What If My Dog…

Freezes and refuses to move when the headcollar is put on.

  • Repeat the exercises in “Habituating The Dog To The Gentle Leader® HeadCollar”
  • Encourage the dog to follow using happy tones, patting your leg, baiting with treats, but only take one or two steps forward, forcing the dog to come with you if necessary. REWARD THE FORWARD MOVEMENT!
  • Be patient, repeat the above until the dog is comfortably walking with you.

Bucks, flops, twists, walks on its hind legs!

  • Repeat the exercises in “Habituating The Dog To The Gentle Leader® HeadCollar”
  • Interrupt the behavior by having the dog sit, by pulling upward and backwards on the lead.
  • Have the dog remain sitting for several seconds.
  • Start walking rapidly, but only for a couple steps so as not to give the dog the opportunity to react badly. Stop, have the dog sit. REWARD!
  • Repeat several times.
  • If you are physically able start to jog or run three or five steps. Stop have the dog sit. REWARD!
  • Repeat the above until the dog walks comfortably at your side.

Will not take food tidbits!

  • Food is highly rewarding and is important in measuring the level of stress the dog is experiencing.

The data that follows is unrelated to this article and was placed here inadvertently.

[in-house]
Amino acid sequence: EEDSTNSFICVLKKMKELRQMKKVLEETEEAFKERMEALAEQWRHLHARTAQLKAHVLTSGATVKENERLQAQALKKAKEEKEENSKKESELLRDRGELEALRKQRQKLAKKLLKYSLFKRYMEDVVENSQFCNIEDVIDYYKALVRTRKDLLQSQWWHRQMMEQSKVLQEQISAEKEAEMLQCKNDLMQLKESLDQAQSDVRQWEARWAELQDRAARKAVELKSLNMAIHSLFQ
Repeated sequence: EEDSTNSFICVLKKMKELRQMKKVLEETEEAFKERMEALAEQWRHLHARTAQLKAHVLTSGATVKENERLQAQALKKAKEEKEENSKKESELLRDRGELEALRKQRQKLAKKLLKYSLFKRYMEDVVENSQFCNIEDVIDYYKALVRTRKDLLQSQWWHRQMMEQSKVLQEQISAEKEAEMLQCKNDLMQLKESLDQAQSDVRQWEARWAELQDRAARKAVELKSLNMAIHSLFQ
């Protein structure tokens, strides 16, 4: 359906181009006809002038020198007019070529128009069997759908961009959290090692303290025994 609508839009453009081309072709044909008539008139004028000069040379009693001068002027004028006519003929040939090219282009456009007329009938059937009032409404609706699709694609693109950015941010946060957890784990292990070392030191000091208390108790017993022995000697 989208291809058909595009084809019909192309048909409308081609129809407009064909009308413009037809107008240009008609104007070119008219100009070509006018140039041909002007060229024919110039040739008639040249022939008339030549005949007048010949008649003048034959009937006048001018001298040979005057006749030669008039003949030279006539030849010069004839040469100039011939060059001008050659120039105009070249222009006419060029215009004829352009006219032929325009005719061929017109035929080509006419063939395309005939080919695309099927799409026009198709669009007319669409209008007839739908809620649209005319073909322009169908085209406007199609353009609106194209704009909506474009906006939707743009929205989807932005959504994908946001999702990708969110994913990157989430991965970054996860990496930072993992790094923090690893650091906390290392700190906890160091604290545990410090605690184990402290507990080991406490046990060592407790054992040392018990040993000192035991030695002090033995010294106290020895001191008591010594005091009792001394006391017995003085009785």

• A highly stressed or excited animal will not take food and is not capable of learning while in this emotional state.
  • Attempt to find a more desirable treat (liver, cheese, etc.)
  • Train your dog prior to its normal meal when it is more likely it will be hungry.
  • Take time to play with your dog prior to its training time to reduce any anxiety.


  1. Food Tidbits: Best for most dogs (no larger than the size of a pea)                                                                              

The refusal of a dog to take a food tidbit indicates that it is stressed or excitable, making it impossible for the dog to learn in this emotional state.  Take a time out and play with the dog to reduce its anxiety before resuming training.

  1. Ball, Kong, Tug Toy: May be preferred over food by high energy dogs.
  2. Vocal Praise and/or touch: Not as effective as we tend to over use them in our daily interactions with our dogs , however, they are useful  as secondary reinforcers.